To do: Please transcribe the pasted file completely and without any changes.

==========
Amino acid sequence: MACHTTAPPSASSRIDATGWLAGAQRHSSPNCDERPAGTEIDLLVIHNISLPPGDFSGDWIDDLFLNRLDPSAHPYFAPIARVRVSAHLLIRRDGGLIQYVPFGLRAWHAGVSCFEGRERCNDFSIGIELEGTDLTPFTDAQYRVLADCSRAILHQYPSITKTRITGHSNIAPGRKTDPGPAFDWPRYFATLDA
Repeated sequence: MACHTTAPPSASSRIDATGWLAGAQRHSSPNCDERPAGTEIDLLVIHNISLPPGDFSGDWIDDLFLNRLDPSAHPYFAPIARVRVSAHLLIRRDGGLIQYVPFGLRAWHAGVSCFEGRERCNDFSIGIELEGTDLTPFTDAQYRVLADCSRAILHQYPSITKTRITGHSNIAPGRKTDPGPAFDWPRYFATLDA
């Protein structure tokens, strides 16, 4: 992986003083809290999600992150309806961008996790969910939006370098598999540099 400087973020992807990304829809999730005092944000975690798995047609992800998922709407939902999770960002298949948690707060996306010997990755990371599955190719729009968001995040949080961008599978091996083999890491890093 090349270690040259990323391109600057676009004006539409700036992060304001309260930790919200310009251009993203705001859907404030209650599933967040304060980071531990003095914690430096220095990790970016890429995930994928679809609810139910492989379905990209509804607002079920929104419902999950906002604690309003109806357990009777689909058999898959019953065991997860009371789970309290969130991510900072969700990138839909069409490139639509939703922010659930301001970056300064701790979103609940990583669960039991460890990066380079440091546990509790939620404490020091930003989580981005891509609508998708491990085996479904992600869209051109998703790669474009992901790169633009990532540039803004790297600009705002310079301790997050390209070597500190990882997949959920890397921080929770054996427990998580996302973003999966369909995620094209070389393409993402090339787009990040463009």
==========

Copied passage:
Amino acid sequence: MACHTTAPPSASSRIDATGWLAGAQRHSSPNCDERPAGTEIDLLVIHNISLPPGDFSGDWIDDLFLNRLDPSAHPYFAPIARVRVSAHLLIRRDGGLIQYVPFGLRAWHAGVSCFEGRERCNDFSIGIELEGTDLTPFTDAQYRVLADCSRAILHQYPSITKTRITGHSNIAPGRKTDPGPAFDWPRYFATLDA
Repeated sequence: MACHTTAPPSASSRIDATGWLAGAQRHSSPNCDERPAGTEIDLLVIHNISLPPGDFSGDWIDDLFLNRLDPSAHPYFAPIARVRVSAHLLIRRDGGLIQYVPFGLRAWHAGVSCFEGRERCNDFSIGIELEGTDLTPFTDAQYRVLADCSRAILHQYPSITKTRITGHSNIAPGRKTDPGPAFDWPRYFATLDA
């Protein structure tokens, strides 16, 4: 992986003083809290999600992150309806961008996790969910939006370098598999540099 400087973020992807990304829809999730005092944000975690798995047609992800998922709407939902999770960002298949948690707060996306010997990755990371599955190719729009968001995040949080961008599978091996083999890491890093 090349270690040259990323391109600057676009004006539409700036992060304001309260930790919200310009251009993203705001859907404030209650599933967040304060980071531990003095914690430096220095990790970016890429995930994928679809609810139910492989379905990209509804607002079920929104419902999950906002604690309003109806357990009777689909058999898959019953065991997860009371789970309290969130991510900072969700990138839909069409490139639509939703922010659930301001970056300064701790979103609940990583669960039991460890990066380079440091546990509790939620404490020091930003989580981005891509609508998708491990085996479904992600869209051109998703790669474009992901790169633009990532540039803004790297600009705002310079301790997050390209070597500190990882997949959920890397921080929770054996427990998580996302973003999966369909995620094209070389393409993402090339787009990040463009």